Deus Finance’s Stablecoin DEI Was Hacked, Token Price Drop More Than 30%
- Deus Finance’s stablecoin DEI has been hacked on the Arbitrum network.
- The stablecoin has been hacked before.
- A core implementation error in the token contract is a bug in the code of the token contract that affects the functionality or security of the contract.
DEI, a stablecoin project owned by Deus Finance, has been hacked on the Arbitrum network.
The DEI token has already been hacked and has already lost its $1 peg. The token was recently pegged at $0.3 and lost that peg during the assault. The cause of the attack was discovered to be a fundamental technical issue in the token contract. The stablecoin is currently trading at $0.2 at the time of writing.
The project is also now calling for the community’s help to overcome the consequences. Currently, the DUES token has dropped more than 33% after the above news.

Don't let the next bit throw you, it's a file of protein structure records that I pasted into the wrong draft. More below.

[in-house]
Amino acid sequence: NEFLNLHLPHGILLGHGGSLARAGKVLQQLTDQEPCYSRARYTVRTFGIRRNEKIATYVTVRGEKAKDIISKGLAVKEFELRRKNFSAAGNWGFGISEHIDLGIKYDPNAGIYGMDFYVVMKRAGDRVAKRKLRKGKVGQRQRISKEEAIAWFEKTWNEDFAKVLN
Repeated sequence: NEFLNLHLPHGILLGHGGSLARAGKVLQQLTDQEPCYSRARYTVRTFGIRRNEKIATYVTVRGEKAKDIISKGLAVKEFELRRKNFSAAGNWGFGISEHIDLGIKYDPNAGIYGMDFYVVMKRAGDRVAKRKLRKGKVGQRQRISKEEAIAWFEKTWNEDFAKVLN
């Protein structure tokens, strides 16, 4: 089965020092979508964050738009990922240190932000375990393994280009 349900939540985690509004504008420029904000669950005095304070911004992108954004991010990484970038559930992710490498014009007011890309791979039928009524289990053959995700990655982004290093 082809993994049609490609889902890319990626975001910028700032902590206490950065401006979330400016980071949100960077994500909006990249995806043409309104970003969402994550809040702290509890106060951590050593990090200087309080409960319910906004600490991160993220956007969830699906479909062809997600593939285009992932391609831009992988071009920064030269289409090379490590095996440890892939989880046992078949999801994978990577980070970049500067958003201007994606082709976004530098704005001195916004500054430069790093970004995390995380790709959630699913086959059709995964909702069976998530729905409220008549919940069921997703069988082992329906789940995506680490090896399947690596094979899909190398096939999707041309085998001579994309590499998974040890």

A fundamental implementation mistake in the token contract is a problem in the token contract’s code that impacts the contract’s functioning or security.
For example, a fundamental implementation error in the DEI stablecoin’s token contract allows anybody to issue additional DEI tokens with no constraints or controls. This enabled a hacker to take advantage of the token contract and influence the price of the DEI.
Every financial instrument and protocol designed on the Deus Finance infrastructure use DEI as collateral.
Deus Finance is a project that intends to make enterprise-grade blockchain derivatives available to the general public. It serves as the foundation for hopeful on-chain digital derivatives such as synthetic stocks, commodities, FX, and cryptocurrency.
Hackers compromised Deus Finance on April 28. According to PeckShield, the incident resulted in a loss of up to $13.4 million, with the majority of stolen assets being Ethereum (ETH).
The hack is made feasible by the use of a flash loan to manipulate the price oracle, which reads from the StableVW AMM – USDC/DEI pair. It was triggered using 800 ETH, which was withdrawn from Tornado Cash and transmitted to Fantom through MultiChain. The stolen monies were converted to ETH and put in the hacker’s account at the conclusion of the assault.
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